Newton’s law of gravitation describes how two celestial bodies orbit one another, each tracing out an elliptical path. But this is imprecise: the theory of general relativity shows that two such bodies radiate energy away in the form of * gravitational waves* (GWs), and spiral inwards until they eventually collide.

## Archive for the 'Occasional' Category

### Gravitational Waves & Ringing Teacups

Published November 22, 2018 Occasional Leave a CommentTags: Astronomy, Relativity, Wave Motion

### Listing the Rational Numbers III: The Calkin-Wilf Tree

Published November 8, 2018 Occasional Leave a CommentTags: Arithmetic, Number Theory

The rational numbers are countable: they can be put into one-to-one correspondence with the natural numbers. In previous articles we showed how the rationals can be presented as a list that includes each rational precisely once. One approach leads to the Farey Sequences. A second, related, approach gives us the Stern-Brocot Tree. Here, we introduce another tree structure, The Calkin-Wilf Tree.

Continue reading ‘Listing the Rational Numbers III: The Calkin-Wilf Tree’

### Saving Daylight with Hip-hop Time: a Modest Proposal

Published October 25, 2018 Occasional Leave a CommentTags: Time measurement

At 2:00 AM on Sunday 28 October the clocks throughout Europe will be set back one hour, reverting to Standard Time. In many countries, the clocks are put forward one hour in Spring and set back to Standard Time in the Autumn. Daylight saving time gives brighter evenings in Summer.

In Summer, the mornings are already bright before most of us wake up but, in Winter, the mornings would be too dark unless we reverted to Standard Time.

Continue reading ‘Saving Daylight with Hip-hop Time: a Modest Proposal’

### Listing the Rational Numbers II: The Stern-Brocot Tree

Published October 11, 2018 Occasional Leave a CommentTags: Arithmetic, Number Theory

The rational numbers are countable: they can be put into one-to-one correspondence with the natural numbers. But it is not obvious how to construct a list that is sure to contain every rational number precisely once. In a previous post we described the Farey Sequences. Here we examine another, related, approach.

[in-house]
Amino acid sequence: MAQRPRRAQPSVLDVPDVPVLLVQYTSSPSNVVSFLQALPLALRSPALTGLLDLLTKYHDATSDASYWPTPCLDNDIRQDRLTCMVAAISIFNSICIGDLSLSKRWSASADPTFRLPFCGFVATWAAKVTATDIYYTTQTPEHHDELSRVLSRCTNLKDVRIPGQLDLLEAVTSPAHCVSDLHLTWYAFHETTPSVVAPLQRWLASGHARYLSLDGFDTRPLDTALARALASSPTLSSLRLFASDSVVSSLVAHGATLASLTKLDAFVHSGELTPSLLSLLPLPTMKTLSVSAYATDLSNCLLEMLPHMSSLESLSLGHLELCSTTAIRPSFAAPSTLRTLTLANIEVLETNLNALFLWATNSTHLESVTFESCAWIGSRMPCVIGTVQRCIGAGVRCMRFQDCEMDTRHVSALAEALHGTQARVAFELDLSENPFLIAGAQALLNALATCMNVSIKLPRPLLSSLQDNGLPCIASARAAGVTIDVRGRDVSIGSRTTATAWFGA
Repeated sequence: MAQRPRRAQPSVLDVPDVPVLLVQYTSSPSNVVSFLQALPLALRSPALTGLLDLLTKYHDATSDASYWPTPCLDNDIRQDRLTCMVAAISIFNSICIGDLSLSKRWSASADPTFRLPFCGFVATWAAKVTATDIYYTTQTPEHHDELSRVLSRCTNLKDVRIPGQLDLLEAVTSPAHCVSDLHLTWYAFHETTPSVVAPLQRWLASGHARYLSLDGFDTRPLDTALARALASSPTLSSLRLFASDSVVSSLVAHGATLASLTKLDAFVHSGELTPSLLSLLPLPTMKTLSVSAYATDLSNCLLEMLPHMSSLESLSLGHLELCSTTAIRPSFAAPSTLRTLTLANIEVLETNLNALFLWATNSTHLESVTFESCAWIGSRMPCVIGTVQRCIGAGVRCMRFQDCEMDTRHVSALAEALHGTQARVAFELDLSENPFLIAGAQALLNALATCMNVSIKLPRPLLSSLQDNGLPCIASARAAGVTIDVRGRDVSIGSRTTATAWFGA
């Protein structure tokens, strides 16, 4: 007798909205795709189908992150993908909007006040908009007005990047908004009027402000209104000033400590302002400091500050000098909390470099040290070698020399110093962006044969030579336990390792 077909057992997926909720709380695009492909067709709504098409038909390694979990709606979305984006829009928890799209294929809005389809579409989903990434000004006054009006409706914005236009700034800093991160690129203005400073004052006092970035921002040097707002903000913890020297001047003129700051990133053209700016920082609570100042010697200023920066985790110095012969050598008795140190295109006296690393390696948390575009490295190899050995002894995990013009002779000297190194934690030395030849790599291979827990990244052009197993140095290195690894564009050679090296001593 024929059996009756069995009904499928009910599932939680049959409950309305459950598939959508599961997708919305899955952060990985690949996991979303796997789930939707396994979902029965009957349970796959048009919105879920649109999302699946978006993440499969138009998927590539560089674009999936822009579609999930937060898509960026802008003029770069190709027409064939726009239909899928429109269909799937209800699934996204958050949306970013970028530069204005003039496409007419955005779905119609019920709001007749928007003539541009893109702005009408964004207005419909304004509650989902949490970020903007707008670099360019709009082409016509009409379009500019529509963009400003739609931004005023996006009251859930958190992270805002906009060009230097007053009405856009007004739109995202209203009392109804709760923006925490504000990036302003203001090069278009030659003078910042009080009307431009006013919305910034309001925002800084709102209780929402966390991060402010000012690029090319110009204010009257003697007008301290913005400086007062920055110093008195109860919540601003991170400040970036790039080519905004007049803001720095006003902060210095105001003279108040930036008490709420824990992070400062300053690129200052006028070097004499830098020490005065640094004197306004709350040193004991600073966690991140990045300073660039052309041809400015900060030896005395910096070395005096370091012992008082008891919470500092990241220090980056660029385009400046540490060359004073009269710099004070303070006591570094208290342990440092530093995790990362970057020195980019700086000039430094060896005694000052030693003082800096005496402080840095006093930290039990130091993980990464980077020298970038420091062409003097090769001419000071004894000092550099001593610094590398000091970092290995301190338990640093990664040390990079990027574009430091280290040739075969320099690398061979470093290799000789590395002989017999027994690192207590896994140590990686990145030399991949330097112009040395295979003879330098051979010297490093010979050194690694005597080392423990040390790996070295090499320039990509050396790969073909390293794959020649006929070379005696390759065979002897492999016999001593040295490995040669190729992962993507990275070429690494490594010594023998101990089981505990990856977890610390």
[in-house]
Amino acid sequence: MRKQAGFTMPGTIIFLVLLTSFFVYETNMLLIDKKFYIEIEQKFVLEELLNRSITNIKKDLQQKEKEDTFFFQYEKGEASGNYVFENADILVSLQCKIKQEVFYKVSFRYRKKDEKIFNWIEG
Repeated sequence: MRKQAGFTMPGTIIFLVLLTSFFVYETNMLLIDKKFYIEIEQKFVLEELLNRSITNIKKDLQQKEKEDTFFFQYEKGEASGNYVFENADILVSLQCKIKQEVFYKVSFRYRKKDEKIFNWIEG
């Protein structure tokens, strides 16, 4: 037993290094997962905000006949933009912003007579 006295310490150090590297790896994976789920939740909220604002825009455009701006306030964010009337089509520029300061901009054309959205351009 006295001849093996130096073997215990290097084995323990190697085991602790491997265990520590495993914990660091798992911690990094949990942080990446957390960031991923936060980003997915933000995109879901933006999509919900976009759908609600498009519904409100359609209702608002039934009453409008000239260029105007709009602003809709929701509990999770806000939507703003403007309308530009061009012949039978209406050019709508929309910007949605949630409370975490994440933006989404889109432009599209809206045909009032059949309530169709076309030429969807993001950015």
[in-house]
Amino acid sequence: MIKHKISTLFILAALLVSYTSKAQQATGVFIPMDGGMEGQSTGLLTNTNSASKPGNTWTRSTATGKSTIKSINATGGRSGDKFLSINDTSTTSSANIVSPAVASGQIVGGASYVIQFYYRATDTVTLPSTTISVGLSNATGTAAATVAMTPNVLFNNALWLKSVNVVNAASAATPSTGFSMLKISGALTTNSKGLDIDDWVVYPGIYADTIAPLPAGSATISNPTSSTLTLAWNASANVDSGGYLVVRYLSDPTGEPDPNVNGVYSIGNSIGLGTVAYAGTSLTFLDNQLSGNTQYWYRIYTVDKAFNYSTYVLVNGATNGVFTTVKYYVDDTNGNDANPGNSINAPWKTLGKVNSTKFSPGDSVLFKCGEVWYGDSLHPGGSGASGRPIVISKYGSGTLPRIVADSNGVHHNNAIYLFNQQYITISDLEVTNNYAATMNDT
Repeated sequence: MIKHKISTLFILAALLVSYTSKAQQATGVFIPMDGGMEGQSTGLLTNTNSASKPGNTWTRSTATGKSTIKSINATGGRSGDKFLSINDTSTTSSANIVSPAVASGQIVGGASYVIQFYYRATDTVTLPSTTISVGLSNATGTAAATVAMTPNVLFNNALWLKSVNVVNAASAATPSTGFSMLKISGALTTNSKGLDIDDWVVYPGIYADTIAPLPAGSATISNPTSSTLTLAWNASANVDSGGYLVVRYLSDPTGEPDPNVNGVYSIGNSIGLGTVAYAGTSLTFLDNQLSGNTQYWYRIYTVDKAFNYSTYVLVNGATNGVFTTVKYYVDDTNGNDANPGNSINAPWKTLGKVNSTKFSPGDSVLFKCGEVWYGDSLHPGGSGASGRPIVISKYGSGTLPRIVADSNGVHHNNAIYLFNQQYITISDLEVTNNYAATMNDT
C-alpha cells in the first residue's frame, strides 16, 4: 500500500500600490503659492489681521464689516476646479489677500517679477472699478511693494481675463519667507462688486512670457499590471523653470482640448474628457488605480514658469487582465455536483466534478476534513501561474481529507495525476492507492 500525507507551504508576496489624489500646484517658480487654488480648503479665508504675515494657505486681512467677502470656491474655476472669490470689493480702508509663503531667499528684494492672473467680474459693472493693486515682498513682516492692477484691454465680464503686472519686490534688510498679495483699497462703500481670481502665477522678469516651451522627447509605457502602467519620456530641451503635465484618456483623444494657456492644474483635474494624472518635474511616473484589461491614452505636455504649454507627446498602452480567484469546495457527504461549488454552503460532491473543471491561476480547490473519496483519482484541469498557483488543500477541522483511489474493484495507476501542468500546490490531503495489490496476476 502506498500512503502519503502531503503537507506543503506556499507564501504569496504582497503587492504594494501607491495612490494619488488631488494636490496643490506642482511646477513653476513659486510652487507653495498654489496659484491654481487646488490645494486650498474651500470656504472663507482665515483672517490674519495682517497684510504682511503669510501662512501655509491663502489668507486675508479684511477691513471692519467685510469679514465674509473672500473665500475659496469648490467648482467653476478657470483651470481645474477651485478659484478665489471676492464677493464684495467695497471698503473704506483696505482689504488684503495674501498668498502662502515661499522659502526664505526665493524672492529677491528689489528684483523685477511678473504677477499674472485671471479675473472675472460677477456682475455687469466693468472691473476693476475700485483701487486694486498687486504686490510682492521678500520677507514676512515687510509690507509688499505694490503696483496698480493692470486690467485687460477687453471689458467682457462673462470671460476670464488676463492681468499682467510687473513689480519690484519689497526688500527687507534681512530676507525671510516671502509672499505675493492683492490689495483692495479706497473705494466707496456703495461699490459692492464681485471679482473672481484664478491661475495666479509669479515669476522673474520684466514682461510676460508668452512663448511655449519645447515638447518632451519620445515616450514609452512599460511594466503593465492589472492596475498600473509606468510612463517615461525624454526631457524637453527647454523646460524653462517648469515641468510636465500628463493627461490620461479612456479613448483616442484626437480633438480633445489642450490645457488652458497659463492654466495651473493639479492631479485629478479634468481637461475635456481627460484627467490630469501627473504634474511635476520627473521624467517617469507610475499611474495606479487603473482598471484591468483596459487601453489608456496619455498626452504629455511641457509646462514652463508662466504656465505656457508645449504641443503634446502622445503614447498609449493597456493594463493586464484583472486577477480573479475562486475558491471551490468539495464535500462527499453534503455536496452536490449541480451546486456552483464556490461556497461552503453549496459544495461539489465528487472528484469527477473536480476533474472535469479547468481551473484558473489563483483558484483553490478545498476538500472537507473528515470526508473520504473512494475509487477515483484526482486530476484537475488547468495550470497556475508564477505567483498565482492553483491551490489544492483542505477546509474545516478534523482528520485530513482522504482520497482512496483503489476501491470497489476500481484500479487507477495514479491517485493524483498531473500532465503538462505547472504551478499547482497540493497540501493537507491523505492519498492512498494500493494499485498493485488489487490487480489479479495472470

Continue reading ‘Listing the Rational Numbers II: The Stern-Brocot Tree’

### Listing the Rational Numbers: I. Farey Sequences

Published September 27, 2018 Occasional Leave a CommentTags: Arithmetic, Number Theory

We know, thanks to Georg Cantor, that the rational numbers — ratios of integers — are countable: they can be put into one-to-one correspondence with the natural numbers.

Continue reading ‘Listing the Rational Numbers: I. Farey Sequences’

### A Trapezoidal Prism on the Serpentine

Published September 13, 2018 Occasional Leave a CommentTags: Geometry

Walking in Hyde Park recently, I spied what appeared to be a huge red pyramid in the middle of the Serpentine. On closer approach, and with a changing angle of view, it became clear that it was prismatic in shape, composed of numerous barrels in red, blue and purple.

### A Zero-Order Front

Published August 30, 2018 Occasional Leave a CommentTags: Fluid Dynamics, Geophysics, modelling

Sharp gradients known as fronts form in the atmosphere when variations in the wind field bring warm and cold air into close proximity. Much of our interesting weather is associated with the fronts that form in extratropical depressions.

Below, we describe a simple mechanistic model of frontogenesis, the process by which fronts are formed.